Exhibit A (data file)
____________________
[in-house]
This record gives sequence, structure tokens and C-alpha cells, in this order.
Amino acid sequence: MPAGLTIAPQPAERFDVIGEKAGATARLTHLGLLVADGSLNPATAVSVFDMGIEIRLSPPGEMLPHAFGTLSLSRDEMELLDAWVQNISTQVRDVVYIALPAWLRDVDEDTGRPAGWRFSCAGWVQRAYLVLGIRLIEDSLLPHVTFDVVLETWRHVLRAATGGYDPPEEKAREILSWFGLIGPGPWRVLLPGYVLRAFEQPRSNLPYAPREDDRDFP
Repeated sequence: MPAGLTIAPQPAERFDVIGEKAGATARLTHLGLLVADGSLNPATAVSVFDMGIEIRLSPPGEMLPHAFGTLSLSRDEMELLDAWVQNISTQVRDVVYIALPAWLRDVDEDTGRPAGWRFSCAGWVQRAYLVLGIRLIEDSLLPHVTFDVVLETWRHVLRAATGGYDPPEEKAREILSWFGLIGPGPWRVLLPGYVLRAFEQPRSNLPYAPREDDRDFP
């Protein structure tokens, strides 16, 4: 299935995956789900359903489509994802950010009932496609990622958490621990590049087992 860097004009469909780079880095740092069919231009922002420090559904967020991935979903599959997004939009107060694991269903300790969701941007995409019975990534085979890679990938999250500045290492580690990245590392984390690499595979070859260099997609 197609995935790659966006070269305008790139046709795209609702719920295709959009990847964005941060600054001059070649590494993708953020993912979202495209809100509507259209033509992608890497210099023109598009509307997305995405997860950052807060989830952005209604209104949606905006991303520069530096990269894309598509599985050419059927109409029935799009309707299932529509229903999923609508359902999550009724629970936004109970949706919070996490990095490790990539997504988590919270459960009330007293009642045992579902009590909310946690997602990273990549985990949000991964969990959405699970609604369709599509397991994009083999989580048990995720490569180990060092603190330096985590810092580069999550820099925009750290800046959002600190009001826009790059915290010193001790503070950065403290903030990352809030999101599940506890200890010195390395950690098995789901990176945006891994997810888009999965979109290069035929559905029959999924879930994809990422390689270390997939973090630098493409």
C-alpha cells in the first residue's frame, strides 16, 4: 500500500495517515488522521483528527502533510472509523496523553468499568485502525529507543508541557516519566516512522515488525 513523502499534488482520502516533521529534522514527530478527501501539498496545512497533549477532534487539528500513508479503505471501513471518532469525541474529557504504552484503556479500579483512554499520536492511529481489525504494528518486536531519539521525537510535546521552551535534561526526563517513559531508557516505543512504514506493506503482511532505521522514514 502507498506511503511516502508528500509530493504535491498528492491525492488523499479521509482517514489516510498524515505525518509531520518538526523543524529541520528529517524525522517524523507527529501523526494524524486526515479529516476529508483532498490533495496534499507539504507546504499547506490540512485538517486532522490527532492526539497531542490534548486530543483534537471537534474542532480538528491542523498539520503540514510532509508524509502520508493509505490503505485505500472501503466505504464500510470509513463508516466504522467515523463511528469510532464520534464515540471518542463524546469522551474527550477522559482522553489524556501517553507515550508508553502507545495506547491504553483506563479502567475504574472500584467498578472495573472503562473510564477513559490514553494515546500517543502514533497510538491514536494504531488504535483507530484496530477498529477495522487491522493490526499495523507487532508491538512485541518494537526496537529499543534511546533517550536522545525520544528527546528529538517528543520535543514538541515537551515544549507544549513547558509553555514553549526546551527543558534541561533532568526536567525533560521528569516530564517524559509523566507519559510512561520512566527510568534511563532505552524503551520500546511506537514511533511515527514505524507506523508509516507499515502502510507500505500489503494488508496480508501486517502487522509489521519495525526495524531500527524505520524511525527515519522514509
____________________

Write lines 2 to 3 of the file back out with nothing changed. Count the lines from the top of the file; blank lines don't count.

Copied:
This record gives sequence, structure tokens and C-alpha cells, in this order.
Amino acid sequence: MPAGLTIAPQPAERFDVIGEKAGATARLTHLGLLVADGSLNPATAVSVFDMGIEIRLSPPGEMLPHAFGTLSLSRDEMELLDAWVQNISTQVRDVVYIALPAWLRDVDEDTGRPAGWRFSCAGWVQRAYLVLGIRLIEDSLLPHVTFDVVLETWRHVLRAATGGYDPPEEKAREILSWFGLIGPGPWRVLLPGYVLRAFEQPRSNLPYAPREDDRDFP